It only took one day for a group of students at North Carolina A&T State University to make change when they refused to take no for an answer.
A group of community members reenacted the bravery of the Greensboro Four during Monday’s Dr. Martin Luther King celebration at the Sampson County Agri-Exposition Center, put on by the Clinton-Sampson Chamber of Commerce’s Multi-Cultural Business Committee. On Feb. 1, 1960, the students went to the Woolworth store in Greensboro, purchased items and refused to leave after being denied service at the lunch counter because they were black.
“They didn’t realize the impact it was going to have in our lives,” said committee member Dr. Ted Thomas about the skit, which featured narration by Dee Bryant.
On the following day, 20 more students joined and by the fourth, it was up to 300. Rep. Dr. Larry Bell did not attend the sit-in on the first day, but was one of many students who later joined the protests.
“Everything looked so real and it brought back so many memories about what happened in Greensboro,” Bell said to the audience about the skit.
The protest extended to Greensboro’s Kress store and other towns in North Carolina and throughout the South. After losing revenue, the Woolworth was desegregated and served black and white customers.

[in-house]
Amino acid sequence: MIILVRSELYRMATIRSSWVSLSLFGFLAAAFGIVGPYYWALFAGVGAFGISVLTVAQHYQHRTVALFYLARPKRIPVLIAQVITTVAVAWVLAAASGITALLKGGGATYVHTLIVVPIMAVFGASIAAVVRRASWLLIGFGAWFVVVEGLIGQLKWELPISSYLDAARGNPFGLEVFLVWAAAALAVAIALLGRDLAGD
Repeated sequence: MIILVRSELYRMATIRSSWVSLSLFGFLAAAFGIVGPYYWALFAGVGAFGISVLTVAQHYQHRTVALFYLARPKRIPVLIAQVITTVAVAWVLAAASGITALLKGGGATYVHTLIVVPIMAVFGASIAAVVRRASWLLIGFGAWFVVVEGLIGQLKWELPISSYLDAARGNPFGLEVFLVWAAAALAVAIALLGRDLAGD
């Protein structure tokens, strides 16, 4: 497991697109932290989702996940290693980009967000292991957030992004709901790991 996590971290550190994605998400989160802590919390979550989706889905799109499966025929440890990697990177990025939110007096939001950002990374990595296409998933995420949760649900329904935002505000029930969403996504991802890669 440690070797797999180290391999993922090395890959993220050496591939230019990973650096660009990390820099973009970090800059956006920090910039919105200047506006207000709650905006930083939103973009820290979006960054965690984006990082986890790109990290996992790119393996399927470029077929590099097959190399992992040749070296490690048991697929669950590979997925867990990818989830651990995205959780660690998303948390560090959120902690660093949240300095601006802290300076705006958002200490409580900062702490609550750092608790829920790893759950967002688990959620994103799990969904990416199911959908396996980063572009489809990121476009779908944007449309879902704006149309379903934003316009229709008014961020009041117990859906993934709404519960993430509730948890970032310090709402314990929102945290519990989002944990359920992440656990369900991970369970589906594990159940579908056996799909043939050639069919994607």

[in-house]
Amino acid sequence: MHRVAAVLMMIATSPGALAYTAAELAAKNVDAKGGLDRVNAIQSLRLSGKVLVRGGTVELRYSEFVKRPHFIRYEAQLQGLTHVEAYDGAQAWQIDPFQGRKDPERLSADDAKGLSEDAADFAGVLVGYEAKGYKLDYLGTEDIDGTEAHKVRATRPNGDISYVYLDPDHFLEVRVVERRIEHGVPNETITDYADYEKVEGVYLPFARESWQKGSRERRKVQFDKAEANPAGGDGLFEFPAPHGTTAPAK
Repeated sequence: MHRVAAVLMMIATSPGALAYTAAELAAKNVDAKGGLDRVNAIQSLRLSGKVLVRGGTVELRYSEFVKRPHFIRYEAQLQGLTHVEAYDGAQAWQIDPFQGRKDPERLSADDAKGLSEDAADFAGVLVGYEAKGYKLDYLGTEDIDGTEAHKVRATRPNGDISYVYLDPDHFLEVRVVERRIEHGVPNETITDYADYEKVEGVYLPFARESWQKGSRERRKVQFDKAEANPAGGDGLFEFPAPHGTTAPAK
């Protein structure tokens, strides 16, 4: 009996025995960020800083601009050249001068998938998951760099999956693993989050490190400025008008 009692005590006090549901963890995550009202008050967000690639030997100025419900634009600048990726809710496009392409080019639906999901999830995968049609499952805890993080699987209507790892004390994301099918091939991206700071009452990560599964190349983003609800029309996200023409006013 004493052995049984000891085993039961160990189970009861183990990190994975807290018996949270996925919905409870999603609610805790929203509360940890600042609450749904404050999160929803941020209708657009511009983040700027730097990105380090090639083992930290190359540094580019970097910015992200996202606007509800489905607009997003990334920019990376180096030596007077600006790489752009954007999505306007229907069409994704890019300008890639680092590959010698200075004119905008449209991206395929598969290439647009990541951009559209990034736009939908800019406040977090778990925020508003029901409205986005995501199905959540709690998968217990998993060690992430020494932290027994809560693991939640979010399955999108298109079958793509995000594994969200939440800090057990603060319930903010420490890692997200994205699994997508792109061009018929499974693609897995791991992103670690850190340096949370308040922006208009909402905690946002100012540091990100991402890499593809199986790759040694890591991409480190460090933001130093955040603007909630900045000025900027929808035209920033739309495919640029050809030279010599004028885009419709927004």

“In one day, everything can change the world and in one day, it did,” Thomas said referring to the sit-in.
Like the A&T Four, King refused to let discrimination win when he led the Montgomery Bus Boycott in the mid-1950s after Rosa Parks refused to give up her seat. As a result of his leadership segregation ended for the bus system. In 1963, he led the March on Washington, where he delivered his famous “I Have a Dream” speech. The following year, the Civil Rights Act was passed and King became the youngest person to be awarded the Nobel Peace Prize.
Thomas made a request for everyone to stand together as he read a portion of “I Have a Dream.” When he raised up his hand everyone said “One Day” in unison during different parts of the ceremony.
“Let this one day be a day when we can make a change in our lives,” Thomas said. “Let that one day be today.”
The 16th Annual Dr. Martin Luther King Jr. Business Reception was hosted by the Chamber’s Multi-Cultural Business Committee with assistance from many local organizations and individuals, who made remarks about the Civil Rights icon.
After the Greensboro sit-in skit, longtime educator Hazel Colwell and Clinton Mayor Lew Starling were honored with the MLK Image Award for their service to the community. Previous recipients include Bell, Jefferson Strickland, John Blanton, Ann Thornton, Maxine Harris, Dee Bryant, Sheriff Jimmy Thornton, Paul Viser, Malachi Faison, Bill Scott and First Citizens Bank, Jim Matthews and Dr. Ted Thomas.
Prior to receiving the award, Starling stressed the importance of helping others and referenced how GPS maps are widely used today to guide people. He said notices from churches can serve as a “GPS” to assisting people throughout the community.
“Our Lord and Martin Luther King have urged us that life’s most persistent question is what are you doing for others,” Starling said.
Reach Chase Jordan at 910-249-4617. Follow us on Twitter at @SampsonInd and like us on Facebook.